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Ground-breaking approach accelerates drug discovery process
International study develops innovative method to discover new anti-epileptic drug in record time, with potential to do the same for other diseases

An international collaboration between Imperial College London, Singapore’s Duke-NUS Medical School and Belgium-based pharmaceutical company UCB has led to the discovery of a new anti-epileptic drug target and a whole new approach that promises to speed up the discovery of future drugs to treat debilitating diseases, such as epilepsy.

Led by Prof. Michael Johnson, Division of Brain Sciences, Imperial College London, UK; A/Prof. Enrico Petretto, Centre for Computational Biology, Duke-NUS Medical School; and Dr. Rafal Kaminski, UCB, Belgium, this collaboration developed an advanced computational approach to predict new drug targets.

CRAFT (Causal Reasoning Analytical Framework for Target discovery) draws on genomic ‘big data’ and applies a systems-level computational framework to drug target discovery that combines gene regulatory information with causal reasoning.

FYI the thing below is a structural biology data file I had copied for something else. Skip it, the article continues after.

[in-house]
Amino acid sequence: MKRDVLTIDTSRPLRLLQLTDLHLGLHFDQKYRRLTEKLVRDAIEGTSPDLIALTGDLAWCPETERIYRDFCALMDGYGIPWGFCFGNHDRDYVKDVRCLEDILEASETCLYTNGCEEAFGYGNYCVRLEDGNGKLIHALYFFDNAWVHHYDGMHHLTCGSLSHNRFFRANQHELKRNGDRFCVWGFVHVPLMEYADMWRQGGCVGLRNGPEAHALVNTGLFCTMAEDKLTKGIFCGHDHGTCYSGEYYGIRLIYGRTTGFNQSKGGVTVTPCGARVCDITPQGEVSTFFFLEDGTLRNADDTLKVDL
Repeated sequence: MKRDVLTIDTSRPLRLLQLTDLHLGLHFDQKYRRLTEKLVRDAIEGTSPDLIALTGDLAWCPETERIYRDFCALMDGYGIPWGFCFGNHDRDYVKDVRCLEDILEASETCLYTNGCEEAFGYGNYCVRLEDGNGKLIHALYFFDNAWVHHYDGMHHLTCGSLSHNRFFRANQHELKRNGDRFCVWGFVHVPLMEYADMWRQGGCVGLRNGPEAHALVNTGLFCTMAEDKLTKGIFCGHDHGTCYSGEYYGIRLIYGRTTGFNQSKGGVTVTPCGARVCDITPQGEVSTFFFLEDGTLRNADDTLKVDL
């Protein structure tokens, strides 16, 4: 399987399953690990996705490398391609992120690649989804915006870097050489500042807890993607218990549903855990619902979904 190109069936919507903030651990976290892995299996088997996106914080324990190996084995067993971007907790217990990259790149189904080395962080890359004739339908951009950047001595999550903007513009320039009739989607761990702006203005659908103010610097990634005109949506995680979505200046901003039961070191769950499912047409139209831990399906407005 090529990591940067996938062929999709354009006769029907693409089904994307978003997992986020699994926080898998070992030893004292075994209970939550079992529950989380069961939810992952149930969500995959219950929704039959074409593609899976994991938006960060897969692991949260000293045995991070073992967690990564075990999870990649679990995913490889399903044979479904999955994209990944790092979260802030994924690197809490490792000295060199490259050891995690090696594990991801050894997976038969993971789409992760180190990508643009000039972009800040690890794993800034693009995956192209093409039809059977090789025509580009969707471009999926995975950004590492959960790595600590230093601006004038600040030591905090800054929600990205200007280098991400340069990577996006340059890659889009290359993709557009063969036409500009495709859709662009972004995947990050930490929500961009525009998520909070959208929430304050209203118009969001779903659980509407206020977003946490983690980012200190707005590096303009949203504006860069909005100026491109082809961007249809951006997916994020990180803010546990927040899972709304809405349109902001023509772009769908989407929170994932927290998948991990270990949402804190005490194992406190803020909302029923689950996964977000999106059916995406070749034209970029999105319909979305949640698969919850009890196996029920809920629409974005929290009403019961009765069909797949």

Starting from gene expression data from the target tissue, CRAFT’s predictive framework identifies cell membrane receptors that play a regulatory role in disease-related gene expression. This enables researchers to understand the mechanism of action of a disease, and computationally predict the effectiveness of a potential drug target.

Epilepsy is a debilitating brain disease where approximately one in three epilepsy patients are resistant to all currently available anti-epileptic drugs. Conventional drug development methods, particularly for diseases of the central nervous system, suffers from a high rate of attrition due to inadequate drug target validation in the early stages of discovery.

By moving away from traditional drug screening approaches, the team discovered and validated a potential new anti-epileptic drug in less than two years. This will greatly accelerate the drug development process and bring new treatments to patients much faster.

The study was published on 3 September 2018 in Nature Communications.

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